A dial caliper is a handy and versatile measuring tool. It can measure I.D, O.D, Step and depth.
Clean the measuring faces before and after measurement. Close the jaws and check that the indicator points to "0" on the dial face. If caliper doesn't zero, loosen the bezel clamp screw and rotate the bezel to the "0" position. Tighten the bezel clamp screw to fix the "0" position.
The main scale on the caliper with the inch system is marked every .100” and represents one revolution. Each graduation on the dial represents .001".
Thus a measurement of .617 inches would be obtained by reading .600 on the main scale, and then adding 0.017 as determined by the dial (as shown in the image).
Metric Dial calipers are read in a similar fashion.
The main scale on the caliper has graduations every 1mm (millimeter) and represents one half of a revolution of the dial. Every 10th mark is numbered in cm (centimeters). Each full revolution is 2mm. (It takes 5 revolutions to make 1cm or 10mm). Each graduation on the dial represents .02mm.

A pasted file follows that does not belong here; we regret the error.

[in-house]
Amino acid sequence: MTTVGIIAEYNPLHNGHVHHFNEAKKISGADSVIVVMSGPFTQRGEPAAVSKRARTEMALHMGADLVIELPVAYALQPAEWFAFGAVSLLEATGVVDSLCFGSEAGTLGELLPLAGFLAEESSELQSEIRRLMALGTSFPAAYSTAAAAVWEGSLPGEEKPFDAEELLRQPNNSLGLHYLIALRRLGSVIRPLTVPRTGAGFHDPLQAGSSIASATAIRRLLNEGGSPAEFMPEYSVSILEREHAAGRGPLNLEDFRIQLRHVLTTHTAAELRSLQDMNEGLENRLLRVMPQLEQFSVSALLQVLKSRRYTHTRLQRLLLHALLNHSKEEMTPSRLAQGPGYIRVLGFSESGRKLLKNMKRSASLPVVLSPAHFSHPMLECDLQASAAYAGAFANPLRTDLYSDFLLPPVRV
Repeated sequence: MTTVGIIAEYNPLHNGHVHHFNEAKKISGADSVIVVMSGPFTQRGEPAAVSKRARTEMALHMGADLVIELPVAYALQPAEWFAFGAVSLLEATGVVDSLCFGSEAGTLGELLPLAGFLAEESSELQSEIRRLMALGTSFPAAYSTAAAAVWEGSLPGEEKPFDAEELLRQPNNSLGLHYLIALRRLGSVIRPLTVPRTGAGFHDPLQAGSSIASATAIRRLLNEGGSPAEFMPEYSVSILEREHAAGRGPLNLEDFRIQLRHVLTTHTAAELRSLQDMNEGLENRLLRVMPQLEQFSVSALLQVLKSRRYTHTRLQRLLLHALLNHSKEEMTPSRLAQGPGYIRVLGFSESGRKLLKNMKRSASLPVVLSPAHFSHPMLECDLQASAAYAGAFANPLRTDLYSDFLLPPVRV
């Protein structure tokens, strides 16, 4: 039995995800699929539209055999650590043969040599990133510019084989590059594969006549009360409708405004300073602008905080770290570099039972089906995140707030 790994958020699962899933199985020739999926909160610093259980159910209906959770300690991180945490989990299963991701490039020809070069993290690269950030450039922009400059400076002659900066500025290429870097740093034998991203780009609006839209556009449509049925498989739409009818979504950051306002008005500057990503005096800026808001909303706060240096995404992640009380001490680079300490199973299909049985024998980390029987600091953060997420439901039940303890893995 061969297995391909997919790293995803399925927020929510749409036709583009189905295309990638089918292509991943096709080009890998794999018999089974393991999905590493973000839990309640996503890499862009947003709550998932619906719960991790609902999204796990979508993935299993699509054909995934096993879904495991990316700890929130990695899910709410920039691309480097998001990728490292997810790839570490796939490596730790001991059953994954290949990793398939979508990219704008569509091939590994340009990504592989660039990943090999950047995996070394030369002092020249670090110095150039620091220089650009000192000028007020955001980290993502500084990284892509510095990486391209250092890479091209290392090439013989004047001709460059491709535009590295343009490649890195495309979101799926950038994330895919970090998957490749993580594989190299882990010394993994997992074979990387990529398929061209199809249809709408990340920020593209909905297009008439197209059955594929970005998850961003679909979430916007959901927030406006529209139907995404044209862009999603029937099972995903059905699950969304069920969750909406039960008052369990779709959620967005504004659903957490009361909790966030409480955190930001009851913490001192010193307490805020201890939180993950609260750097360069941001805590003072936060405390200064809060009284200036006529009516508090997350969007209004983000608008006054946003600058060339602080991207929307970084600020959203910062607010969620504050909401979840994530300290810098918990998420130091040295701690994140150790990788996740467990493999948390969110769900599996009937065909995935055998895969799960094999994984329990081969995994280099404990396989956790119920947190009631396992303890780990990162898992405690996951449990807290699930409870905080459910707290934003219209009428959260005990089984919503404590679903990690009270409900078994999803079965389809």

Thus a measurement of 12.02 mm would be obtained by reading 1 (1cm = 10mm) on the main scale. Add to that two graduations past the 1 and then adding 0.02 as determined by the dial (as shown in the image). 10 + 2 + .02 = 12.02
Note: When using either a metric or inch dial caliper, smaller readings than those graduated may of course be obtained by visual interpolation between graduations.